Ever wonder why guys don’t like talking about their feelings? Unfortunately I can’t give you one exact answer because its different for every person. Some boys are more inclined to share their thoughts and feeling than others who don’t want to seem weak in doing so.
Nioba Way a professor of psychology at New York University determined after 20 years of research that boys aren’t as hard as they like to appear. She reveals that “boys are not only more invested in ongoing romantic relationships but also have less confidence navigating them than do girls” (593). This shows us that boys do have feelings and do care about many things but just aren’t sure how to express them in a way expectable to themselves and others because of how they would be viewed. This becomes an issue because “romantic partners are their [boys] primary source of intimacy” (593). While girls are more comfortable in confiding in close friends and family members, boys don’t see that as an option. This begs the question, what needs to be done in order to change this in todays generation of boys?
It is often viewed that boys don’t express their emotions because they see it as a sign of weakness by their friends and peers. Studies have shown that “from infancy through age 4 or 5, boys are more emotive than girls.” This begs the question, where did these emotions go from the time they were young to when they became teenagers? The answer is – nowhere. When giving an example of a student he encountered at a lecture, Andrew Reiner said “many young men, just like this student, compose artful, convincing masks, but deep down they aren’t who they pretend to be.” In other words, the boys who never seem to show their deep emotions are just hiding it with a mask because they are afraid of what would happen if they did let it all out. This leads back to what society defines as “manly” in todays world.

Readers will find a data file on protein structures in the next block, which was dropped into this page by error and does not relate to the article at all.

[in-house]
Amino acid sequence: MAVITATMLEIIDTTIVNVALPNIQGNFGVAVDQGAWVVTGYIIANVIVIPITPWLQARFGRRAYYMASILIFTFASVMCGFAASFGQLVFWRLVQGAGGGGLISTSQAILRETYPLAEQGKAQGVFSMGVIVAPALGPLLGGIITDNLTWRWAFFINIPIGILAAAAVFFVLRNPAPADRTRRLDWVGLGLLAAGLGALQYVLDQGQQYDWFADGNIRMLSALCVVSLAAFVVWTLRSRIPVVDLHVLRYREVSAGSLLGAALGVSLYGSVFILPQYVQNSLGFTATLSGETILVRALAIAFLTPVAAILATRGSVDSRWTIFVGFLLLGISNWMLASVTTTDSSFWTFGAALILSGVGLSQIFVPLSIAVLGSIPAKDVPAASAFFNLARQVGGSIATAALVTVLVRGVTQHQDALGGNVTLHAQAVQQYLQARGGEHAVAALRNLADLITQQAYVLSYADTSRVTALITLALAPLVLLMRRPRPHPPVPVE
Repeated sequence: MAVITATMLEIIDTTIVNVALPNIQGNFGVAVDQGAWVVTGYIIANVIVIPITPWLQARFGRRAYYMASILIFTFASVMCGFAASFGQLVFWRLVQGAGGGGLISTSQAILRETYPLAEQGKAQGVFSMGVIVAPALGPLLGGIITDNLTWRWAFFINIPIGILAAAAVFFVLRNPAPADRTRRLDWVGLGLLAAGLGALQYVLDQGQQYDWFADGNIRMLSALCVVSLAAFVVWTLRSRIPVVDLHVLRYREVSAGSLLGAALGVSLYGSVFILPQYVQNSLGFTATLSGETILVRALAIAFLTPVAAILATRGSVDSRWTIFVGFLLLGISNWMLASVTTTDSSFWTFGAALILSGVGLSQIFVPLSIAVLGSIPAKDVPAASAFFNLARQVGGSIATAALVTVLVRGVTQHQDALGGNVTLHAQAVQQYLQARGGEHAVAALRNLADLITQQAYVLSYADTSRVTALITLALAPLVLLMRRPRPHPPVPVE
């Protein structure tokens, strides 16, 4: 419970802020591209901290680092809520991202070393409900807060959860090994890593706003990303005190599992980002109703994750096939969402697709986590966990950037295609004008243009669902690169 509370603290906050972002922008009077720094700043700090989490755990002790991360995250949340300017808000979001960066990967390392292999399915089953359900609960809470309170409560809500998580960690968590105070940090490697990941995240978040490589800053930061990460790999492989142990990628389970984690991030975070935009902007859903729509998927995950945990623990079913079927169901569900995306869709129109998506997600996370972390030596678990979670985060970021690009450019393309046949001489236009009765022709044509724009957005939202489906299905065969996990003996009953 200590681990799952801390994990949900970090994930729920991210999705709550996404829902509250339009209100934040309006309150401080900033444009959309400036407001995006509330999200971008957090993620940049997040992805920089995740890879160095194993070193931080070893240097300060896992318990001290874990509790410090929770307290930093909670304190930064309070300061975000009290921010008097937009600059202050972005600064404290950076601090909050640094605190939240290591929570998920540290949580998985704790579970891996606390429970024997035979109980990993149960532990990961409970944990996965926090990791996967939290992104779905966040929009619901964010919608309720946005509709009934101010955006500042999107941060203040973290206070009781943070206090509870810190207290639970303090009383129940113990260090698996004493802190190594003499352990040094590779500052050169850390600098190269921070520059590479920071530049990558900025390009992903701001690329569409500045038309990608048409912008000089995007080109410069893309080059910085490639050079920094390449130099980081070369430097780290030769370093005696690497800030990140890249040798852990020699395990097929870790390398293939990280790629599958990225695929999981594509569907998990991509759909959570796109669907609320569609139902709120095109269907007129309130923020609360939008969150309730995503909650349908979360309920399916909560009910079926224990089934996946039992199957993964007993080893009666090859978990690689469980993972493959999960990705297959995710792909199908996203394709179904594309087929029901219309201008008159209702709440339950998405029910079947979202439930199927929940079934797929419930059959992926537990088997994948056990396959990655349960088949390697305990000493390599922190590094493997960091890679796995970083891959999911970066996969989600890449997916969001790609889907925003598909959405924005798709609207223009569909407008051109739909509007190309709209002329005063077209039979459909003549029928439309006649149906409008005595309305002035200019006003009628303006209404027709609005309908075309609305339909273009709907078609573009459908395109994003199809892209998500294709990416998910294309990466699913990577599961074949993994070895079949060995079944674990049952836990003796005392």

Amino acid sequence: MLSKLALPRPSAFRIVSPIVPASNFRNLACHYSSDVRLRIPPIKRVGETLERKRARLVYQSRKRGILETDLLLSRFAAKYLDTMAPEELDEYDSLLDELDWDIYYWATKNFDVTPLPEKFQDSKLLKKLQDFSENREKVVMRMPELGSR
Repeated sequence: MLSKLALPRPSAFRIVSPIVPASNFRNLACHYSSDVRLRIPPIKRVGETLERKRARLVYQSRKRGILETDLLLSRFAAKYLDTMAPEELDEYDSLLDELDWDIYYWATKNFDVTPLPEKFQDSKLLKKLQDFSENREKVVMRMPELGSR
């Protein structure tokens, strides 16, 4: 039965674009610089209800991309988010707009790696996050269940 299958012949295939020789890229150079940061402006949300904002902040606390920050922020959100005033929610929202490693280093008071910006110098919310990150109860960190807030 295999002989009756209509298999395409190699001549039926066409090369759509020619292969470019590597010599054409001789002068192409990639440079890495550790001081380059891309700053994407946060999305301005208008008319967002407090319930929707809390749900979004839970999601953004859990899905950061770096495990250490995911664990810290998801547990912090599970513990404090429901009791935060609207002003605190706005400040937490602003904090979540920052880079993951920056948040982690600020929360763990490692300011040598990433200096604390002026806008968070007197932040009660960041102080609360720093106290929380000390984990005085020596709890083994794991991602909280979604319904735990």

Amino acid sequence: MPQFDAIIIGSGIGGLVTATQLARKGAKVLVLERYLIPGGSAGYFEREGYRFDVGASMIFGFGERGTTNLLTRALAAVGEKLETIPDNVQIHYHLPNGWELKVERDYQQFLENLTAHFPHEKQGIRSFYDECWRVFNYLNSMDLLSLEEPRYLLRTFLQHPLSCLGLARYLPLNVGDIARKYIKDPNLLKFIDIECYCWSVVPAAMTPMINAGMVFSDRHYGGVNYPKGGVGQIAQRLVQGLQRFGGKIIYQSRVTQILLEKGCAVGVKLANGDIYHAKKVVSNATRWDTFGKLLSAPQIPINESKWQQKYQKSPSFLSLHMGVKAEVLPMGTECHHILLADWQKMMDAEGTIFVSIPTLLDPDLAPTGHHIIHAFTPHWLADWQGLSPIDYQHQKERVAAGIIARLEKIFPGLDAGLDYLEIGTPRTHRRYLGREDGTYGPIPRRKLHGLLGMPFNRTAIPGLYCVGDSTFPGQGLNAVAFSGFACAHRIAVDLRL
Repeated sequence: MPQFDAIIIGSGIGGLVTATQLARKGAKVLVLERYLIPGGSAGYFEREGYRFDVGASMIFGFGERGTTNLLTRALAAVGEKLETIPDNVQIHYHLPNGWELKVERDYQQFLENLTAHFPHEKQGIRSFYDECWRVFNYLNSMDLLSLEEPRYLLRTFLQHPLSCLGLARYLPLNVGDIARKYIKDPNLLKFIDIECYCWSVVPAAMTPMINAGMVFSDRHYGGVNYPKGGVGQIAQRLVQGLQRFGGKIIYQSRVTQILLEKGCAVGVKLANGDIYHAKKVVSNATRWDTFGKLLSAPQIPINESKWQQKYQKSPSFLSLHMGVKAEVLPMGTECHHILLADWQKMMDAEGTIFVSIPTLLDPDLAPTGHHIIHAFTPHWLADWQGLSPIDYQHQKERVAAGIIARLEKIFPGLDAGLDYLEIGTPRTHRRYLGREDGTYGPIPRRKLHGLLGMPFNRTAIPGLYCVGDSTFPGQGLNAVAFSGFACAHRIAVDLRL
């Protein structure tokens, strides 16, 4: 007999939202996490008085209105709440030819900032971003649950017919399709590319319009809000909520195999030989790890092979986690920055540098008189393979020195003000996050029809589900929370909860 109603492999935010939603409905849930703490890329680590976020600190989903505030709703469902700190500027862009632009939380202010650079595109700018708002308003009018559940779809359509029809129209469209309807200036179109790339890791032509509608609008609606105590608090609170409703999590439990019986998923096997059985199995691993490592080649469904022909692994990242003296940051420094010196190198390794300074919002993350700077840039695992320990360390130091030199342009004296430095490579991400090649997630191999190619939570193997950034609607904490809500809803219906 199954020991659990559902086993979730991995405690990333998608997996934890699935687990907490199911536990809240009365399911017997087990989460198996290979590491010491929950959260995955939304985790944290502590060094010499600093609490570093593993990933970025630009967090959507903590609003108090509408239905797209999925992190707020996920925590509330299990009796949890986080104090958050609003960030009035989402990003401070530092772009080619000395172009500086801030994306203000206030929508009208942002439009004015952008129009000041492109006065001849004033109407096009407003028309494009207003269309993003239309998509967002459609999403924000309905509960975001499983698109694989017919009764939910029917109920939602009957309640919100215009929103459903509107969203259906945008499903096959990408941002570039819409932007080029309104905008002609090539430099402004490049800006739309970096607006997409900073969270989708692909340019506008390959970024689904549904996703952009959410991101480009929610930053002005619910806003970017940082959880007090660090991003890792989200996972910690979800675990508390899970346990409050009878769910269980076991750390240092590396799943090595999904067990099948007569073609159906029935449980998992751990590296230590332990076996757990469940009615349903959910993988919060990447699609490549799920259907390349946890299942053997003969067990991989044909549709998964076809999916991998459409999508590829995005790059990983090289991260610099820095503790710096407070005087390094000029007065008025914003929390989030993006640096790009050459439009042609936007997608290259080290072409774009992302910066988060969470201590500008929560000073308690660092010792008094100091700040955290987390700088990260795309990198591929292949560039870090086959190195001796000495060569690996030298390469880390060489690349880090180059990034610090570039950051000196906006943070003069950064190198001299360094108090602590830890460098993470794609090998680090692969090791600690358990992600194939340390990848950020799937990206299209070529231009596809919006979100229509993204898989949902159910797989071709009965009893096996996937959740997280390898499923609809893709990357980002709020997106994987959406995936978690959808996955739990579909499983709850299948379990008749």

School is hard enough with all the work that students have to do along with balancing their social lives and extracurricular activities. So why is that the majority of boys decide to not “try” in school? This is due to the society around us. Boys tend to fall into societal stereotypes that say that if a guy keeps up with his school work he is considered a “try hard.” This is a major reason why boys are falling behind girls in school, and more importantly life. Andrew Reiner makes a good point in saying “some colleges are waking up to the fact that men may need to be taught to think beyond their own stereotypes.” Men need to wake up to the fact that what society says isn’t fact but instead just a misguided opinion.